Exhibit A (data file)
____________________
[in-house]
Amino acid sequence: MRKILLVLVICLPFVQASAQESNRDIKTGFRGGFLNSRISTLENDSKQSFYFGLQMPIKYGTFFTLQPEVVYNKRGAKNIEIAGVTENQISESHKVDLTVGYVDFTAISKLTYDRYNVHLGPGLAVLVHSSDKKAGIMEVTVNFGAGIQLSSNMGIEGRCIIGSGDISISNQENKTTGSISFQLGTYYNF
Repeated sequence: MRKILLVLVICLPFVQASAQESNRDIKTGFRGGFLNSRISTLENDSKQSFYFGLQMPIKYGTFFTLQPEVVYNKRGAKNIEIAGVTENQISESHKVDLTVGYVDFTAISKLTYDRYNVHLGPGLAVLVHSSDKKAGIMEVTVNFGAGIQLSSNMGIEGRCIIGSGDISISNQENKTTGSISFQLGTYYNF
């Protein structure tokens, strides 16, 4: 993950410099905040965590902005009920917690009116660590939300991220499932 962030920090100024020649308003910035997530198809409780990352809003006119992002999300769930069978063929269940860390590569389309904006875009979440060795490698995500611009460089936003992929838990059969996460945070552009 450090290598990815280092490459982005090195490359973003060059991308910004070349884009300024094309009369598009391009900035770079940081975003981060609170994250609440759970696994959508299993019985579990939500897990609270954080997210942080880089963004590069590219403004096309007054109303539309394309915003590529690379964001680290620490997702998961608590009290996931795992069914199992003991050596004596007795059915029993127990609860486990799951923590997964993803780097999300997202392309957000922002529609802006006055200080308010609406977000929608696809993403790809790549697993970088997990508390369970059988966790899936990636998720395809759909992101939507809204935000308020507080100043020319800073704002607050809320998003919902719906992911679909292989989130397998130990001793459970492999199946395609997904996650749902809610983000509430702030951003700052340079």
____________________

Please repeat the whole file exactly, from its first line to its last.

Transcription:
[in-house]
Amino acid sequence: MRKILLVLVICLPFVQASAQESNRDIKTGFRGGFLNSRISTLENDSKQSFYFGLQMPIKYGTFFTLQPEVVYNKRGAKNIEIAGVTENQISESHKVDLTVGYVDFTAISKLTYDRYNVHLGPGLAVLVHSSDKKAGIMEVTVNFGAGIQLSSNMGIEGRCIIGSGDISISNQENKTTGSISFQLGTYYNF
Repeated sequence: MRKILLVLVICLPFVQASAQESNRDIKTGFRGGFLNSRISTLENDSKQSFYFGLQMPIKYGTFFTLQPEVVYNKRGAKNIEIAGVTENQISESHKVDLTVGYVDFTAISKLTYDRYNVHLGPGLAVLVHSSDKKAGIMEVTVNFGAGIQLSSNMGIEGRCIIGSGDISISNQENKTTGSISFQLGTYYNF
């Protein structure tokens, strides 16, 4: 993950410099905040965590902005009920917690009116660590939300991220499932 962030920090100024020649308003910035997530198809409780990352809003006119992002999300769930069978063929269940860390590569389309904006875009979440060795490698995500611009460089936003992929838990059969996460945070552009 450090290598990815280092490459982005090195490359973003060059991308910004070349884009300024094309009369598009391009900035770079940081975003981060609170994250609440759970696994959508299993019985579990939500897990609270954080997210942080880089963004590069590219403004096309007054109303539309394309915003590529690379964001680290620490997702998961608590009290996931795992069914199992003991050596004596007795059915029993127990609860486990799951923590997964993803780097999300997202392309957000922002529609802006006055200080308010609406977000929608696809993403790809790549697993970088997990508390369970059988966790899936990636998720395809759909992101939507809204935000308020507080100043020319800073704002607050809320998003919902719906992911679909292989989130397998130990001793459970492999199946395609997904996650749902809610983000509430702030951003700052340079």